When I created this new site, I had a specific goal in mind:
Static site hosting for as little cost as possible using “cloud” technologies and automation, and zero management of any of the infrastructure behind it.
I had tried static site hosting in the past and found it a bit onerous. This time around, though, I succeeded. The source is hosted on Gitlab, the static content is built with Hugo using Gitlab CI/CD, which then pushes the content to AWS S3, which has CloudFront in front of it. I manage none of the services that this content goes through. All I have to do to make a new page is create a new Markdown file in the appropriate place, depending on what the content is, write some stuff, and commit.
I took it a step further, in fact, and new content gets created in branches, where a separate CI/CD pipeline is executed so I can see the result without publishing to this website directly. This allows me to make mistakes and fix them before they really go live.
I really want to move away from AWS, though. And I might, finally, have the opportunity.
My plan is to, now, move everything into Wasabi as the backing store, and CloudFlare as the CDN.
One thing to note is I don’t just use AWS for this website. I also use S3 on a cheaper tier (Standard-IA) for my encrypted offsite backup. I’m always going to being paying the same amount to AWS whether my site is hosted there or not because this site fits within the free tier. If I move to Wasabi, I’m going to double my storage cost.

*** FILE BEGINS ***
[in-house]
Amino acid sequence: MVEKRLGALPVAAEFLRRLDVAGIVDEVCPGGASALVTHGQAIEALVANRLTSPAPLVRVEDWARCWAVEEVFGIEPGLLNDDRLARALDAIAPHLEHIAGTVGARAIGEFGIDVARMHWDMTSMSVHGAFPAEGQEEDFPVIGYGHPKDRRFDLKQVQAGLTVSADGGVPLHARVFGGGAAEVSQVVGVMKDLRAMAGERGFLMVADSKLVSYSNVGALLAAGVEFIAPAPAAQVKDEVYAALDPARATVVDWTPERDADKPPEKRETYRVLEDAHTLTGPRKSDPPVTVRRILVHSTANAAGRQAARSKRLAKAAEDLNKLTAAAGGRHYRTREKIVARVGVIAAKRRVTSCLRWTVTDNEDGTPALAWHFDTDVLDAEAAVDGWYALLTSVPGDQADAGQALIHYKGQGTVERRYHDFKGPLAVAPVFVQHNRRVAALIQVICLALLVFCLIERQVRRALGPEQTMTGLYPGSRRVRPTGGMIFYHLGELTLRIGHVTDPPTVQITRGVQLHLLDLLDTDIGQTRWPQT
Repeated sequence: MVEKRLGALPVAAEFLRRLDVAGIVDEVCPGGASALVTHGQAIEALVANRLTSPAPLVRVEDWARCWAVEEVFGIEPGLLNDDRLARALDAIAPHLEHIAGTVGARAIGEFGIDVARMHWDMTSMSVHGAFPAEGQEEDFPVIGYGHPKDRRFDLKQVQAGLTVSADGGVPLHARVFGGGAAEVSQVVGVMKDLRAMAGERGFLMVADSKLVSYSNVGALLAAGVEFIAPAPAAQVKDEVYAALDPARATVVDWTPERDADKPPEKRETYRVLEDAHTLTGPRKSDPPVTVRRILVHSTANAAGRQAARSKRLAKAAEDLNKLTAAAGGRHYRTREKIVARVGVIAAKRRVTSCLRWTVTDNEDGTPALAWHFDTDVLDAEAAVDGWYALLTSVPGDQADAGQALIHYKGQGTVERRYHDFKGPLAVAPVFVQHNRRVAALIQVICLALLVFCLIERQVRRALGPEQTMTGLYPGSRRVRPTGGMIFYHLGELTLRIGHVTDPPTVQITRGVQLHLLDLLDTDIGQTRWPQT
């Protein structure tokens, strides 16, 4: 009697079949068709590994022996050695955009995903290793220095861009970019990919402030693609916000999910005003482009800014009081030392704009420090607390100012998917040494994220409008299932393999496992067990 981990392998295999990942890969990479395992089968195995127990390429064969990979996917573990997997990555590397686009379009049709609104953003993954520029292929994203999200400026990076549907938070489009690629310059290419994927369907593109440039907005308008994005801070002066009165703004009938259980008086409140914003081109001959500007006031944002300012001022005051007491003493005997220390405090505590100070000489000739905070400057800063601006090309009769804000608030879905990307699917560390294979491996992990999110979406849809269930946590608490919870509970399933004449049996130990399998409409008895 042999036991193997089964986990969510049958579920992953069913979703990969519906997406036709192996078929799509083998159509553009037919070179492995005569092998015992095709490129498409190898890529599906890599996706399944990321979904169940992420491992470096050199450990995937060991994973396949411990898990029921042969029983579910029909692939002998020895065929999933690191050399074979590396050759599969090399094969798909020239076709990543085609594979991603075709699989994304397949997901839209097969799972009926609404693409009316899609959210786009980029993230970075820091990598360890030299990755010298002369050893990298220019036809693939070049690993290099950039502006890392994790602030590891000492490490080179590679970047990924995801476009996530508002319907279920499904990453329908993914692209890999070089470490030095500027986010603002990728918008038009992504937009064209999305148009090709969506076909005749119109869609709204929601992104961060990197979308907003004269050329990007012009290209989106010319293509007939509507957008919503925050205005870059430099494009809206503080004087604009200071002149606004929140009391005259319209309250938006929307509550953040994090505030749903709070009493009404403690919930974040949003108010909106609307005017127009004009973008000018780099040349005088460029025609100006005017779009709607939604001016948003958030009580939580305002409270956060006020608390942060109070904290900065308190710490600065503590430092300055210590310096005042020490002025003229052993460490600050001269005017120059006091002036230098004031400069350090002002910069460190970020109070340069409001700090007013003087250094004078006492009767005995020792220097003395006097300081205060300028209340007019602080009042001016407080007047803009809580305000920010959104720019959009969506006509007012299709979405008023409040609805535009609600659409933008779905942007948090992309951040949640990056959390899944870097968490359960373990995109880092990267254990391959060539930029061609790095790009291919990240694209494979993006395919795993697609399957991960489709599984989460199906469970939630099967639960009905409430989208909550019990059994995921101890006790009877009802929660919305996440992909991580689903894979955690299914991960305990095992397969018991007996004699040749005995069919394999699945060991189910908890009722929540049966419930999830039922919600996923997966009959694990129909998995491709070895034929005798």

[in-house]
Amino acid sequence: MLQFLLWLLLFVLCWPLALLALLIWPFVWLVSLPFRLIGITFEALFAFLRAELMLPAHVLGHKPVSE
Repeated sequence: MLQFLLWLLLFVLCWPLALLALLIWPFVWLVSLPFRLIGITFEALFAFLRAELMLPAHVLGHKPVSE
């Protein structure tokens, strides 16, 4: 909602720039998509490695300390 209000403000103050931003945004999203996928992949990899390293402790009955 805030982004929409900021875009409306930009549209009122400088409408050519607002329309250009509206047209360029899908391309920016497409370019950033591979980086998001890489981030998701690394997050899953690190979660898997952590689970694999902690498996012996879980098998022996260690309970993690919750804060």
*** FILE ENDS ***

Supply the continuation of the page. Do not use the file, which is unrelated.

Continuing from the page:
I use a Netgear ReadyNAS device for my home network backup, general network storage, media storage, etc. It hosts an encrypted copy of all of my backups, and I’m using ReadyNAS functionality to sync with S3. Fortunately for me, it also supports Wasabi.
Wasabi is still, technically, using AWS. They are a reseller of S3. It’s an interesting model, honestly. But their cost scaling is much more predictable. Moving my offsite backup from S3 to Wasabi, as well as my site, should actually slightly reduce my cost, and I have a lot of room to grow before my cost increases at all.
I’ve already enabled the sync of my offsite backup and it’s being stored at Wasabi.
So why is this happening at this point? Well, some changes have happened among these services that now allows me to get the same level of integration with not a ton of effort. I believe I’ll still fit within CloudFlare’s free tier so, overall, my cost will decrease.
There’s still some things I need to figure out before I commit this change. In the end, though, when the change happens, whether this site has traffic or not, no one should really notice. As I figure things out and learn more, I’ll be sure to post about my experience.